While the book “The Wright Brothers,” by David McCullough, provides interesting and accurate information about the tenacious sibling inventors, being in the actual spot where the first flight took place induces greater understanding and wonder. One truly connects with history when witnessing where Ohioans Wilbur and Orville Wright lived off and on for months, enduring harsh weather and relentless mosquitoes. As I stood on the windy runway, it was much easier to imagine their thrill as each brother took turns flying a little farther on that momentous day in 1903.
The Wright Brothers National Memorial on the Outer Banks near Kitty Hawk, North Carolina, is the first official runway where the power-driven flight took place, and visitors can walk the path of the four flights that occurred that day.
The Remote LocationThe Outer Banks is a 200-mile strip of barrier islands primarily off the coast of North Carolina but also extending along the Virginia coast. By consulting the U.S. Weather Bureau in 1900, the Wright brothers learned that the Outer Banks served their needs with its broad, open expanses of shifting sand and steady northeasterly prevailing winds. And, near the town of Kitty Hawk, one of the only towns on the Outer Banks in the early 1900s, is a series of sand dunes referred to as Kill Devil Hills—a name based on various, unconfirmed legends that had to do with pirates's rum.
The high hills were ideal for testing their gliders, while the steady wind speeds and wide-open spaces ultimately contributed to their achieving engine-powered flights.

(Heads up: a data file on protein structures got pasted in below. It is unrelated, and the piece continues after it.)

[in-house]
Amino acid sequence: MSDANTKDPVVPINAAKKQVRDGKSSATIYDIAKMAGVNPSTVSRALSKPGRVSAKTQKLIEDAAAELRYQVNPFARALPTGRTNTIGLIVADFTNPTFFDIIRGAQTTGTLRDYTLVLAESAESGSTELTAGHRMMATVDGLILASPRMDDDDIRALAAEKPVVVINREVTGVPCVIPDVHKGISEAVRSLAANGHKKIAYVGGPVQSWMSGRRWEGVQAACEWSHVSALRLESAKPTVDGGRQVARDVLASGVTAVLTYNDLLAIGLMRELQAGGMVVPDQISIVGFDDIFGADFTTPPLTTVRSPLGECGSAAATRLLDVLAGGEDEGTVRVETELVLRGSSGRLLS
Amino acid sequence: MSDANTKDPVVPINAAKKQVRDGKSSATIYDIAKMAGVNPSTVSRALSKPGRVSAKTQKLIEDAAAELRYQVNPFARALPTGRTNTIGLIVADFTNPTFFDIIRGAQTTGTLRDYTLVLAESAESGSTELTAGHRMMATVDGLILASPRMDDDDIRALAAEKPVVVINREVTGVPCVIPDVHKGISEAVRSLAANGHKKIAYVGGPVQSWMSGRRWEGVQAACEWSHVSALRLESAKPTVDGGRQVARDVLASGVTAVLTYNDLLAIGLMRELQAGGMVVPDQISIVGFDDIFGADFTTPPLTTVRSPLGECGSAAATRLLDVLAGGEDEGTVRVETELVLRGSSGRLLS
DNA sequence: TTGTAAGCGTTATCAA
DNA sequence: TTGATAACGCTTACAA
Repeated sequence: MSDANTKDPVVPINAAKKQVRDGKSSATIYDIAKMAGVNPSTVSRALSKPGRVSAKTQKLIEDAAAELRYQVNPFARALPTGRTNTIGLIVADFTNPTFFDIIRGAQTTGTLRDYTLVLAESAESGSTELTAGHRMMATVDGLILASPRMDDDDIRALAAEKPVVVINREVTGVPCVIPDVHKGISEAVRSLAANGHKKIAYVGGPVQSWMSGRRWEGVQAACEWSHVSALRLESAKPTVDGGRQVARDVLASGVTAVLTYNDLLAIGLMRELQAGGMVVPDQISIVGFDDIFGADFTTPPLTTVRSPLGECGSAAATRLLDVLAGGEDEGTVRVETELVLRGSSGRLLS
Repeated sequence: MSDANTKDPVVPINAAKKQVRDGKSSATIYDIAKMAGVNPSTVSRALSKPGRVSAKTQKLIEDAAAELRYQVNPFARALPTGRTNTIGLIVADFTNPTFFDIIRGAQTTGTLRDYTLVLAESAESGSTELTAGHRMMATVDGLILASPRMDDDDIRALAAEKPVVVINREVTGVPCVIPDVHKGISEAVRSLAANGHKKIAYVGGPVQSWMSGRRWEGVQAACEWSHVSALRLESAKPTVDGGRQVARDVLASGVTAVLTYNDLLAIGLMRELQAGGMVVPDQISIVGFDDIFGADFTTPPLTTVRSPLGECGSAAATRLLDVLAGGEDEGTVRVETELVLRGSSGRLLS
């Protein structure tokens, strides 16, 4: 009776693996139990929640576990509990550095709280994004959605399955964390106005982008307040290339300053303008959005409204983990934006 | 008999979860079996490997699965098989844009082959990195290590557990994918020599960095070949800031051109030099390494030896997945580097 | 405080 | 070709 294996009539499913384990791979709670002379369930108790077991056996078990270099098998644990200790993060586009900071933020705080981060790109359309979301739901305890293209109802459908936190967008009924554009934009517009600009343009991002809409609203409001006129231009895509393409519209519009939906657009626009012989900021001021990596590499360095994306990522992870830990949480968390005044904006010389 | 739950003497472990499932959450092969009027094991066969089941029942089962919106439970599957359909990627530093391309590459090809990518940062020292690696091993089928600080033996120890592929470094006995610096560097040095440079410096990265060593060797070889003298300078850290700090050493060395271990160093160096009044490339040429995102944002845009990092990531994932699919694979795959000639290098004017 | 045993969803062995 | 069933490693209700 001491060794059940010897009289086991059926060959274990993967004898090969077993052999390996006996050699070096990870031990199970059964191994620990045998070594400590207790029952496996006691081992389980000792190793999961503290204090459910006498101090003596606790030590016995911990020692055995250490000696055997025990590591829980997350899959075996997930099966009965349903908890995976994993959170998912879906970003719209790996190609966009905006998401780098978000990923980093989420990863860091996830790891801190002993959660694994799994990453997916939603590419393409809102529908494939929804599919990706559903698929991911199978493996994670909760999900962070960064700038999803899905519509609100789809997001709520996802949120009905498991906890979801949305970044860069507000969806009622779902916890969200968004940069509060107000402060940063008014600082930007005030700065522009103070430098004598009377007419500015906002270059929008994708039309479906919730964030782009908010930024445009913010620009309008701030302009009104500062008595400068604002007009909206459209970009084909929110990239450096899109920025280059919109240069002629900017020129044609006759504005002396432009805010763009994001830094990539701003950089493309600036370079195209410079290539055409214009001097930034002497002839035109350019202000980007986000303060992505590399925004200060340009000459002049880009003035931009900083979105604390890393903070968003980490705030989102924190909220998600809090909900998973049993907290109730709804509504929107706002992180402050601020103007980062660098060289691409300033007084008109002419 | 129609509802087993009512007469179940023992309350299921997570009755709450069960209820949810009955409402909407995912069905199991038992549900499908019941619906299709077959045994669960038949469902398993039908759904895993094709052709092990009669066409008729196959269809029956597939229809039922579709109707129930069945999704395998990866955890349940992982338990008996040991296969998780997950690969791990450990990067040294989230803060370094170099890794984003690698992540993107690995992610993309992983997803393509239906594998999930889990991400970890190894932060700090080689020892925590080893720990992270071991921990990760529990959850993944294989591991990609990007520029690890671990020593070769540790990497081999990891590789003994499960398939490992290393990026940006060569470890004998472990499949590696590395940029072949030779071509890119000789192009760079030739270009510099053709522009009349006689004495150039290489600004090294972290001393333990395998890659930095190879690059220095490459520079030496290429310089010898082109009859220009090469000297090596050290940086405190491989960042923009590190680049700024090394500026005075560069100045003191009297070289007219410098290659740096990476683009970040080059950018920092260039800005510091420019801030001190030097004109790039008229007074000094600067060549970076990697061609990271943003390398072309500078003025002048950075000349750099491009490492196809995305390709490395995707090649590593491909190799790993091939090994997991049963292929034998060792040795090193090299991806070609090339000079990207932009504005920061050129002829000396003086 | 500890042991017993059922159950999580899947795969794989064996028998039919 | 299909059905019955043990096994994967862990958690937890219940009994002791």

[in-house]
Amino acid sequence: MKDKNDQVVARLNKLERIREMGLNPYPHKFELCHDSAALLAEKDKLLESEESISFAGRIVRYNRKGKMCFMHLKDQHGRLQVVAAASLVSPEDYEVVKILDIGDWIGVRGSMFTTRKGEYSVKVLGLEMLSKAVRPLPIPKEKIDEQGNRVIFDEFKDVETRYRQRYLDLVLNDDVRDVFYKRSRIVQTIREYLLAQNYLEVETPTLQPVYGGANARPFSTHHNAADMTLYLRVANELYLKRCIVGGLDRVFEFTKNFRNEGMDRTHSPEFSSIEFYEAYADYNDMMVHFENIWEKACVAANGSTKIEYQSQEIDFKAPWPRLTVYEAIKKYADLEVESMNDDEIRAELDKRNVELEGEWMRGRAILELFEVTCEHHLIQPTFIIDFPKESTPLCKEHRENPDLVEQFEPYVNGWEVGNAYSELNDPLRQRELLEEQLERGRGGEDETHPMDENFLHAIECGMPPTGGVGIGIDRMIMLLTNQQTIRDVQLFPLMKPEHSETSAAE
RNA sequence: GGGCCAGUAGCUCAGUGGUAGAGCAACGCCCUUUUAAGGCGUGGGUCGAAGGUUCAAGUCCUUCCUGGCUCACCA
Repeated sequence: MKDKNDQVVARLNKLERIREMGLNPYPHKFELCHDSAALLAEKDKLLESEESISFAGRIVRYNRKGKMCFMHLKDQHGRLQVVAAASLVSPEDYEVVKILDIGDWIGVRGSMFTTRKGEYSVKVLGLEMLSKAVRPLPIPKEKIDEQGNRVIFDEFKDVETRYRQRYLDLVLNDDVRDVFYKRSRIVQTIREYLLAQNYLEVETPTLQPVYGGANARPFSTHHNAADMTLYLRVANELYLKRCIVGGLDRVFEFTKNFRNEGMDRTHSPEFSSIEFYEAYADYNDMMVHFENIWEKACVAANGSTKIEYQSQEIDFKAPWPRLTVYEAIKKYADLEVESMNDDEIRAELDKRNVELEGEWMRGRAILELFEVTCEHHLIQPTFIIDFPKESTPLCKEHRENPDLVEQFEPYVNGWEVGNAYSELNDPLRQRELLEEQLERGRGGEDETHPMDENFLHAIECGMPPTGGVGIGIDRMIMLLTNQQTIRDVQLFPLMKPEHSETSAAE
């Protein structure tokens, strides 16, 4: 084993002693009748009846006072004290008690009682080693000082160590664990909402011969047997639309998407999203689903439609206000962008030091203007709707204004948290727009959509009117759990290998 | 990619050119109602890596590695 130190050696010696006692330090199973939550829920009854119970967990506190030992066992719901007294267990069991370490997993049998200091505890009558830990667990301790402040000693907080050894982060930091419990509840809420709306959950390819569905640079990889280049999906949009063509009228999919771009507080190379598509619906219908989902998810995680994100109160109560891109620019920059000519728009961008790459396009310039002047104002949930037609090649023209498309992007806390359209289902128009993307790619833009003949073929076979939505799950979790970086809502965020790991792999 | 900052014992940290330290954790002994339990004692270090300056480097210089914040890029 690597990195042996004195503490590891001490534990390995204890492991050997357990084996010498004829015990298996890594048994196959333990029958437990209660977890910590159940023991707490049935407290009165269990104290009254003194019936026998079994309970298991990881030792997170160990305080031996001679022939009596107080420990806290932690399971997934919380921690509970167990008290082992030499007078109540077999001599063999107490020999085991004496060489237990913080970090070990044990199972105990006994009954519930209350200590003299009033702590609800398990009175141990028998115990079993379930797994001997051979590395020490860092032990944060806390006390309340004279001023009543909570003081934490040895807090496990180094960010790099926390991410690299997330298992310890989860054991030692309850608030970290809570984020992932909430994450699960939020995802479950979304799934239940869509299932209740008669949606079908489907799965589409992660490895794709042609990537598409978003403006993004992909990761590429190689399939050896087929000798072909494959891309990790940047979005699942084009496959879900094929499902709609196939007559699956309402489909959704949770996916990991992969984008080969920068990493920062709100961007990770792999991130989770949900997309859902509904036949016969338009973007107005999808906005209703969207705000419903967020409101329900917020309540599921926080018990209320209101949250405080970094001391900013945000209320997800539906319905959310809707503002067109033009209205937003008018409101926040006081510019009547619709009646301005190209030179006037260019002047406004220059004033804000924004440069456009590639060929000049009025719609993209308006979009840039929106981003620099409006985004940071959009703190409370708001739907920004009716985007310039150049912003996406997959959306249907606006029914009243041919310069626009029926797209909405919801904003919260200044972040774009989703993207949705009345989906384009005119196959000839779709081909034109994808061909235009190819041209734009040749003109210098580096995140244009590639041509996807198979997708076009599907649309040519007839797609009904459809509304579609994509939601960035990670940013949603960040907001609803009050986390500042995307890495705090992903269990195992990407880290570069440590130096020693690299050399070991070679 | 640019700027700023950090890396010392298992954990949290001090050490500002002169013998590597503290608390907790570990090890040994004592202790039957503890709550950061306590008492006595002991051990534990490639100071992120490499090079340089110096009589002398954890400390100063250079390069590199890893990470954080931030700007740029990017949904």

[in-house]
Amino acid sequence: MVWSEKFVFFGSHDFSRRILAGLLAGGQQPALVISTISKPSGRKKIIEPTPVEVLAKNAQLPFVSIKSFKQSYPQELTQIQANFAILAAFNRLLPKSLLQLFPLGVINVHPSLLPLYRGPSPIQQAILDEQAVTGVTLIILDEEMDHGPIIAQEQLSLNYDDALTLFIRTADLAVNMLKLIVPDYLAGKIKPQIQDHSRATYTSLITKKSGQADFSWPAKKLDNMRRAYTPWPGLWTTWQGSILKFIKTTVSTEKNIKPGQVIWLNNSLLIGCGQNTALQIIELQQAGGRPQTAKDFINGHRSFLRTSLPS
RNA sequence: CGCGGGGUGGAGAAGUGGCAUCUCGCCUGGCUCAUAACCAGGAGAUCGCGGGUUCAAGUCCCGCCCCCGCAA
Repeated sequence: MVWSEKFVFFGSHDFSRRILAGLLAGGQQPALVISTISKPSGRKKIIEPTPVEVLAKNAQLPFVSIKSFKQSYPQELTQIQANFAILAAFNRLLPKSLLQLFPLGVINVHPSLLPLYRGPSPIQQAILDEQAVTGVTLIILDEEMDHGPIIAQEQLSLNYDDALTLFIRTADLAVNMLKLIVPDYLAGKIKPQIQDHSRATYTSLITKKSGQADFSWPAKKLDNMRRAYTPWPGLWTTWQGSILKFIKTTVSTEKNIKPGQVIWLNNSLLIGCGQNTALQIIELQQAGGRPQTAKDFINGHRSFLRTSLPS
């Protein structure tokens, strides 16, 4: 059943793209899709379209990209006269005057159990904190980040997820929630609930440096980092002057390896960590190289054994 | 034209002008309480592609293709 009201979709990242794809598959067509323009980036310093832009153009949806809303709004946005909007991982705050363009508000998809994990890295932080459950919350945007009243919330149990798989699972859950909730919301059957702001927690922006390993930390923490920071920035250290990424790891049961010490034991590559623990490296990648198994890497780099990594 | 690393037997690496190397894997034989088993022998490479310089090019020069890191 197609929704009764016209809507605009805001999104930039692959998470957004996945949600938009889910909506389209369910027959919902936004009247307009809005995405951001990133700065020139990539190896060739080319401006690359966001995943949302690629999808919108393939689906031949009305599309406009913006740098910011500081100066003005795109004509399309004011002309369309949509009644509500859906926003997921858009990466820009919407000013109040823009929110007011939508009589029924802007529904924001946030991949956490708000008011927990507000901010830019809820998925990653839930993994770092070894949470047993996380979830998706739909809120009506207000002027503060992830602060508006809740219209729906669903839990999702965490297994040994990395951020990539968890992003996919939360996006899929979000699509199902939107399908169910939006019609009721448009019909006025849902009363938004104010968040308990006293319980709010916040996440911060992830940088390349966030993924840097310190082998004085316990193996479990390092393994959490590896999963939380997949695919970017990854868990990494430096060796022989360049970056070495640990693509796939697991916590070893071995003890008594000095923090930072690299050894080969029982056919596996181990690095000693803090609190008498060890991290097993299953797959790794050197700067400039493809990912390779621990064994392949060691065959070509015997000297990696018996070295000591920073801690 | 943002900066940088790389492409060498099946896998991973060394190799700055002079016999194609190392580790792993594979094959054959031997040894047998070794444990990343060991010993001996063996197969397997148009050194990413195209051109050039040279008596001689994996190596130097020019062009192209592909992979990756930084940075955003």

While getting to Kitty Hawk is no easy task for modern travelers, it was monumentally difficult in the Wright brothers’ day, and far off their beaten path. Several trains got the brothers from their Dayton, Ohio, home to Elizabeth City, North Carolina. During Wilbur’s first trip, a journal notation in September 1900 conveys the remoteness of Kitty Hawk on the Outer Banks: “I spent several days waiting for a boat to Kitty Hawk. Nobody seemed to know anything about the place.”
Of the perilous boat ride, Wilbur wrote that the waves “broke over the stern very badly.” It took him a week to travel from Ohio to the Outer Banks.
Today, there are roads and bridges, but still the drive is long, past seemingly endless marshlands and rural farming communities before finally crossing waterways such as Alligator River and Currituck Sound to arrive on the Outer Banks. Then, depending on where visitors end up on the 200-mile sandy strip, they must then get to the Wright Brothers National Memorial, which is approximately at the midway point of the Outer Banks.
Yet, again, nothing compares to visiting the on-site museum to see a replica of the flying machine and then planting one’s feet on the runway. There, visitors can start out walking the first 120 feet and look overhead to imagine Orville leaving the ground for 12 seconds; they can end up 852 feet from the starting point, where the last flight of that day ended after 59 seconds.
On Dec. 17, 1903, a monumental historic event took place that changed the world—and 120 years later we have an opportunity to take in at least a bit of the awe.